Thursday, 29 November 2012

Li Po at Nalanda

There was a long tradition in China of attributing innovations in prosody to the influence of Sanskrit. Prof. Victor Mair has written some interesting papers on this topic.
The Chinese may have developed a theory about tonality and established rules for the alternation between heavy (guru) and light (laghu) syllables and so on through contact with some other foreign language but what is interesting is that the Chinese poetic genius did not shrivel up and die after coming into contact with Brahminical  literature.
Indeed, Prof Francois Martin goes a step further and even suggests that the Chinese genius for landscape appreciation itself may have been reinforced by Sanskrit literature-
What has all this to do with Li Po?
Let us hear from an Indian Professor of Chinese descent-
'...China had two great poets, Li Bai and Bai Juyi, both belonging to the Tang Dynasty, who styled themselves as “upasakas”. Li Bai (701-762), whose poetic gems are suffused with the aroma of Chinese whiskey, has left behind a poem “who am I?” which reads:
“Blue-Lotus Upasaka is my self-styled title,
An angel from Heaven I’m banished to this world,
My fame has been buried beneath the liquor of the pubs
And I have measured thirty springs with my wine cups.
Who am I ? Why on earth should anyone thus inquire?
I am Golden-Millet Maiterya’s next life.”
(See Tan Chung, Classical Chinese Poetry in the Classics of the East series, Calcutta: The M.P. Birla Foundation, P. 143, with translation modified.)
This “Golden-Millet Maiterya” was the legendary Indian Buddhist layman, Vimalakirti whose Chinese name reads “wei-mo-jie” (the transliteration of the Sanskrit). Another famous Chinese poet, Wang Wei (701?-761) had a second name in “Wang Mojie”, i.e. he tried to demonstrate in both his names that he was “Wang Vimalakirit” -- “Wang” being his surname. Here we see Li Bai and Wang Wei vying with each other to claim themselves as the reincarnation of Vimalakirti who was the Indian symbol for a man highly enlightened (even more enlightened than the Bodisattvas) but remained married in the mundane world. I dare say that all the Chinese intellectuals who had self-styled themselves “Jushi” had cast themselves in this Vimalakiriti mould.'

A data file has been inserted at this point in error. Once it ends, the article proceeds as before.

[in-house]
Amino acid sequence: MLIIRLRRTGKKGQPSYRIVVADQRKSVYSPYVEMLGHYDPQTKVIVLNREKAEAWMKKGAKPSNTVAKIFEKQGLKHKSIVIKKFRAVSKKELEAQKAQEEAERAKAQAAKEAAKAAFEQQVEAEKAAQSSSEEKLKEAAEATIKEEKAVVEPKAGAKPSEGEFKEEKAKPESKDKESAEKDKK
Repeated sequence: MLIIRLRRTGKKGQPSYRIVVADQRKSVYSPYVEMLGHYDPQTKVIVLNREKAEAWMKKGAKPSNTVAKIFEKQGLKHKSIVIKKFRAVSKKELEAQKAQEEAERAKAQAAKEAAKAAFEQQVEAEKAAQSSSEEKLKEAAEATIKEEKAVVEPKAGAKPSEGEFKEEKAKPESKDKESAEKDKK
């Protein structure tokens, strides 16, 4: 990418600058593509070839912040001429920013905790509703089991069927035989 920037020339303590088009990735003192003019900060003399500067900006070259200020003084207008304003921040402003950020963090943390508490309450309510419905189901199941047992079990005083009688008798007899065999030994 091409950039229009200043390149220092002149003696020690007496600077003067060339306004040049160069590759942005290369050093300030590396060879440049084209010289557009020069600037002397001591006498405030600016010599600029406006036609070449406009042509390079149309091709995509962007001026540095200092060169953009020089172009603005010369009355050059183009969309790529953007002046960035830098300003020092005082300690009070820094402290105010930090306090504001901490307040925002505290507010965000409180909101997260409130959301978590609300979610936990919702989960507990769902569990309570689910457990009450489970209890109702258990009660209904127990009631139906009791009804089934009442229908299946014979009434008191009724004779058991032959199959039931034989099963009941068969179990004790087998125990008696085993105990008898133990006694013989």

(Do read this whole, magnificent, book here. The distinguished author is the son of the Most Venerable Tan Yun Shan about whom I've blogged earlier)

Li Po (Li Bai) drank a lot- he drowned drunkenly trying to rescue the reflection of the moon- how is he an upasak? The answer is provided by Vimalkirti's 'Field theory' of Buddhahood- an update on the Avatamsaka Sutra's Occassionalist monadology- whereby a relationist dynamics is added to what is otherwise reflection simply. I think this is comparable to 'adi vigyan'- the original science of throwing off your own evils onto a reflection- evolving into Shantideva's 'paratama parivartana'- whereby swopping selves saves both parties. Meditators, he tells us, dive into Hell to rescue all beings. Thus, it appears, those who are born intoxicated have no fear of intoxicants. Those destined to rescue all Hell-dwellers are joyous simply. Shantideva, who lived around the same time as Bai Juyi , is sometimes depicted as having a transgressive life-style- drinking wine and shacking up with a washer-woman- but what is unquestionable is that he and Bai Juyi shared a bottomless compassion for the common people. There is a story that the latter's mother drowned in a well, while bending down to admire the beauty of some flowers, and this led to a charge of filial impiety being made against him by his enemies because he had written a poem titled 'the new well' and another on admiring flowers. 

Sadly, Shantideva's Nalanda- ably enough served by the existing Institute there- is now connected with Amartya Sen's projected International University. What we moderns term Scholarship, it seems, is not just too leaky a vessel to cross the Ocean of Samsara, it is not even sufficiently sea worthy for a simple booze cruise to rescue the Moon's reflection and thus cast up at the Tavern at the end of the river of stars.

Yet Sen was born in the Shantiniketan of Tan Yun Shan. There is a lesson here which, as Gandhi was wont to say, all who run may read.
Mind it kindly.

No comments: